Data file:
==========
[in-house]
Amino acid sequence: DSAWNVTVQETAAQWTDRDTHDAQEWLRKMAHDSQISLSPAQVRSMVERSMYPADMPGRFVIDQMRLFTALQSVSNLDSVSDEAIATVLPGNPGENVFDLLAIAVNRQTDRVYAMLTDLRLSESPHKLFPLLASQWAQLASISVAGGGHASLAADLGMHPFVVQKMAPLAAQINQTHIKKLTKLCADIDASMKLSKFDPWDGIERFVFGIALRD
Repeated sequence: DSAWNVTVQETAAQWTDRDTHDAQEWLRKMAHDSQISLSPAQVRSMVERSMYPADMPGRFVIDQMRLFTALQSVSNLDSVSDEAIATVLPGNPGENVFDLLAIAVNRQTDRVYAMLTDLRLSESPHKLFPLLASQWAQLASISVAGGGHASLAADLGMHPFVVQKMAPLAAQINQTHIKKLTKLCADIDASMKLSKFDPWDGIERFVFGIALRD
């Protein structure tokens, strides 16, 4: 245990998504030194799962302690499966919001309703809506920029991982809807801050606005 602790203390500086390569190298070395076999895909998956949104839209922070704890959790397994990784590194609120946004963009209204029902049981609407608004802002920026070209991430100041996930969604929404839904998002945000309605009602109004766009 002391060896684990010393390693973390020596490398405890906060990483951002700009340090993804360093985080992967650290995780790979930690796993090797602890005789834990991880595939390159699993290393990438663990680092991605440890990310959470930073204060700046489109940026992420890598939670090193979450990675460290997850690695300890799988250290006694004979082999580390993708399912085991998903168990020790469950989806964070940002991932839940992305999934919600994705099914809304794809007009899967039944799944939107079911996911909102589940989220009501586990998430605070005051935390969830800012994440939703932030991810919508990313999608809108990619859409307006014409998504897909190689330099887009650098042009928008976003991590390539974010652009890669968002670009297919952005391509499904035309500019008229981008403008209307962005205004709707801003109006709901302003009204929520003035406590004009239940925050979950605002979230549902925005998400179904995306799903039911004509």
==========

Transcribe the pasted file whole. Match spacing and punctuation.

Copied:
[in-house]
Amino acid sequence: DSAWNVTVQETAAQWTDRDTHDAQEWLRKMAHDSQISLSPAQVRSMVERSMYPADMPGRFVIDQMRLFTALQSVSNLDSVSDEAIATVLPGNPGENVFDLLAIAVNRQTDRVYAMLTDLRLSESPHKLFPLLASQWAQLASISVAGGGHASLAADLGMHPFVVQKMAPLAAQINQTHIKKLTKLCADIDASMKLSKFDPWDGIERFVFGIALRD
Repeated sequence: DSAWNVTVQETAAQWTDRDTHDAQEWLRKMAHDSQISLSPAQVRSMVERSMYPADMPGRFVIDQMRLFTALQSVSNLDSVSDEAIATVLPGNPGENVFDLLAIAVNRQTDRVYAMLTDLRLSESPHKLFPLLASQWAQLASISVAGGGHASLAADLGMHPFVVQKMAPLAAQINQTHIKKLTKLCADIDASMKLSKFDPWDGIERFVFGIALRD
């Protein structure tokens, strides 16, 4: 245990998504030194799962302690499966919001309703809506920029991982809807801050606005 602790203390500086390569190298070395076999895909998956949104839209922070704890959790397994990784590194609120946004963009209204029902049981609407608004802002920026070209991430100041996930969604929404839904998002945000309605009602109004766009 002391060896684990010393390693973390020596490398405890906060990483951002700009340090993804360093985080992967650290995780790979930690796993090797602890005789834990991880595939390159699993290393990438663990680092991605440890990310959470930073204060700046489109940026992420890598939670090193979450990675460290997850690695300890799988250290006694004979082999580390993708399912085991998903168990020790469950989806964070940002991932839940992305999934919600994705099914809304794809007009899967039944799944939107079911996911909102589940989220009501586990998430605070005051935390969830800012994440939703932030991810919508990313999608809108990619859409307006014409998504897909190689330099887009650098042009928008976003991590390539974010652009890669968002670009297919952005391509499904035309500019008229981008403008209307962005205004709707801003109006709901302003009204929520003035406590004009239940925050979950605002979230549902925005998400179904995306799903039911004509």